More generally, one has

${\displaystyle \psi (x+1)=-\gamma +\sum _{k=1}^{\infty }\left({\frac {1}{k}}-{\frac {1}{x+k}}\right).}$

Actually, ψ is the only solution of the functional equation

${\displaystyle F(x+1)=F(x)+{\frac {1}{x}}}$

that is monotonic on + and satisfies F(1) = −γ. This fact follows immediately from the uniqueness of the Γ function given its recurrence equation and convexity restriction. This implies the useful difference equation:

${\displaystyle \psi (x+N)-\psi (x)=\sum _{k=0}^{N-1}{\frac {1}{x+k}}}$

## Some finite sums involving the digamma function

There are numerous finite summation formulas for the digamma function. Basic summation formulas, such as

${\displaystyle \sum _{r=1}^{m}\psi \left({\frac {r}{m}}\right)=-m(\gamma +\ln m),}$
${\displaystyle \sum _{r=1}^{m}\psi \left({\frac {r}{m}}\right)\cdot \exp {\dfrac {2\pi rki}{m}}=m\ln \left(1-\exp {\frac {2\pi ki}{m}}\right),\qquad k\in \mathbb {Z} \ ,\ m\in \mathbb {N} \ ,\ k\neq m.}$
${\displaystyle \sum _{r=1}^{m-1}\psi \left({\frac {r}{m}}\right)\cdot \cos {\dfrac {2\pi rk}{m}}=m\ln \left(2\sin {\frac {k\pi }{m}}\right)+\gamma ,\qquad k=1,2,\ldots ,m-1}$
${\displaystyle \sum _{r=1}^{m-1}\psi \left({\frac {r}{m}}\right)\cdot \sin {\frac {2\pi rk}{m}}={\frac {\pi }{2}}(2k-m),\qquad k=1,2,\ldots ,m-1}$

are due to Gauss.[4][5] More complicated formulas, such as

${\displaystyle \sum _{r=0}^{m-1}\psi \left({\frac {2r+1}{2m}}\right)\cdot \cos {\frac {(2r+1)k\pi }{m}}=m\ln \left(\tan {\frac {\pi k}{2m}}\right),\qquad k=1,2,\ldots ,m-1}$
${\displaystyle \sum _{r=0}^{m-1}\psi \left({\frac {2r+1}{2m}}\right)\cdot \sin {\dfrac {(2r+1)k\pi }{m}}=-{\frac {\pi m}{2}},\qquad k=1,2,\ldots ,m-1}$
${\displaystyle \sum _{r=1}^{m-1}\psi \left({\frac {r}{m}}\right)\cdot \cot {\frac {\pi r}{m}}=-{\frac {\pi (m-1)(m-2)}{6}}}$
${\displaystyle \sum _{r=1}^{m-1}\psi \left({\frac {r}{m}}\right)\cdot {\frac {r}{m}}=-{\frac {\gamma }{2}}(m-1)-{\frac {m}{2}}\ln m-{\frac {\pi }{2}}\sum _{r=1}^{m-1}{\frac {r}{m}}\cdot \cot {\frac {\pi r}{m}}}$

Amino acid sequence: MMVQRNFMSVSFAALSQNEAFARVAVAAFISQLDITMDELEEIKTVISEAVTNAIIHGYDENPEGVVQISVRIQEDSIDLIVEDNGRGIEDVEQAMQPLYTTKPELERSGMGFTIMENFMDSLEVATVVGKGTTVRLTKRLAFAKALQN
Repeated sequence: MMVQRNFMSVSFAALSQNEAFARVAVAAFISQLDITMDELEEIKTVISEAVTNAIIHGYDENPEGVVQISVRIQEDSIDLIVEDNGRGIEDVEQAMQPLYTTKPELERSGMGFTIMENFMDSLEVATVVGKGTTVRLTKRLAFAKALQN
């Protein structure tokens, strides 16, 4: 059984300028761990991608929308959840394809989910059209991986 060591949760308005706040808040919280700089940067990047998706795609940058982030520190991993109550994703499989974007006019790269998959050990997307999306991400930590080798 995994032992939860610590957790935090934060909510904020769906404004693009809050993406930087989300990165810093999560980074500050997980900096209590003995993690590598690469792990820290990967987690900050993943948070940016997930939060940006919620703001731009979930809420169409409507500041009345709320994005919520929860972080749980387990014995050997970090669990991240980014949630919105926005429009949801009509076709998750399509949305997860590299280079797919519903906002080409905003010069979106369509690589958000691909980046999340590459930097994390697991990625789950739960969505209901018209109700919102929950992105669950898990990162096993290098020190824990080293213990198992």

${\displaystyle \sum _{r=1}^{m-1}\psi \left({\frac {r}{m}}\right)\cdot \cos {\dfrac {(2l+1)\pi r}{m}}=-{\frac {\pi }{m}}\sum _{r=1}^{m-1}{\frac {r\cdot \sin {\dfrac {2\pi r}{m}}}{\cos {\dfrac {2\pi r}{m}}-\cos {\dfrac {(2l+1)\pi }{m}}}},\qquad l\in \mathbb {Z} }$
${\displaystyle \sum _{r=1}^{m-1}\psi \left({\frac {r}{m}}\right)\cdot \sin {\dfrac {(2l+1)\pi r}{m}}=-(\gamma +\ln 2m)\cot {\frac {(2l+1)\pi }{2m}}+\sin {\dfrac {(2l+1)\pi }{m}}\sum _{r=1}^{m-1}{\frac {\ln \sin {\dfrac {\pi r}{m}}}{\cos {\dfrac {2\pi r}{m}}-\cos {\dfrac {(2l+1)\pi }{m}}}},\qquad l\in \mathbb {Z} }$
${\displaystyle \sum _{r=1}^{m-1}\psi ^{2}\left({\frac {r}{m}}\right)=(m-1)\gamma ^{2}+m(2\gamma +\ln 4m)\ln {m}-m(m-1)\ln ^{2}2+{\frac {\pi ^{2}(m^{2}-3m+2)}{12}}+m\sum _{l=1}^{m-1}\ln ^{2}\sin {\frac {\pi l}{m}}}$

are due to works of certain modern authors (see e.g. Appendix B in Blagouchine (2014)[6]).

## Gauss's digamma theorem

For positive integers r and m (r < m), the digamma function may be expressed in terms of Euler's constant and a finite number of elementary functions

${\displaystyle \psi \left({\frac {r}{m}}\right)=-\gamma -\ln(2m)-{\frac {\pi }{2}}\cot \left({\frac {r\pi }{m}}\right)+2\sum _{n=1}^{\left\lfloor {\frac {m-1}{2}}\right\rfloor }\cos \left({\frac {2\pi nr}{m}}\right)\ln \sin \left({\frac {\pi n}{m}}\right)}$

which holds, because of its recurrence equation, for all rational arguments.

## Computation and approximation

According to the Euler–Maclaurin formula applied to[7]

${\displaystyle \sum _{n=1}^{x}{\frac {1}{n}}}$

the digamma function for x, a real number, can be approximated by

${\displaystyle \psi (x)\approx \ln(x)-{\frac {1}{2x}}-{\frac {1}{12x^{2}}}+{\frac {1}{120x^{4}}}-{\frac {1}{252x^{6}}}+{\frac {1}{240x^{8}}}-{\frac {5}{660x^{10}}}+{\frac {691}{32760x^{12}}}-{\frac {1}{12x^{14}}}}$

which is the beginning of the asymptotical expansion of ψ(x). The full asymptotic series of this expansions is

${\displaystyle \psi (x)\sim \ln(x)-{\frac {1}{2x}}+\sum _{n=1}^{\infty }{\frac {\zeta (1-2n)}{x^{2n}}}=\ln(x)-{\frac {1}{2x}}-\sum _{n=1}^{\infty }{\frac {B_{2n}}{2nx^{2n}}}}$

where Bk is the kth Bernoulli number and ζ is the Riemann zeta function. Although the infinite sum does not converge for any x, this expansion becomes more accurate for larger values of x and any finite partial sum cut off from the full series. To compute ψ(x) for small x, the recurrence relation

${\displaystyle \psi (x+1)={\frac {1}{x}}+\psi (x)}$

can be used to shift the value of x to a higher value. Beal[8] suggests using the above recurrence to shift x to a value greater than 6 and then applying the above expansion with terms above x14 cut off, which yields "more than enough precision" (at least 12 digits except near the zeroes).

As x goes to infinity, ψ(x) gets arbitrarily close to both ln(x − 1/2) and ln x. Going down from x + 1 to x, ψ decreases by 1 / x, ln(x − 1/2) decreases by ln (x + 1/2) / (x − 1/2), which is more than 1 / x, and ln x decreases by ln (1 + 1 / x), which is less than 1 / x. From this we see that for any positive x greater than 1/2,

${\displaystyle \psi (x)\in \left(\ln \left(x-{\tfrac {1}{2}}\right),\ln x\right)}$

or, for any positive x,

${\displaystyle \exp \psi (x)\in \left(x-{\tfrac {1}{2}},x\right).}$

The exponential exp ψ(x) is approximately x − 1/2 for large x, but gets closer to x at small x, approaching 0 at x = 0.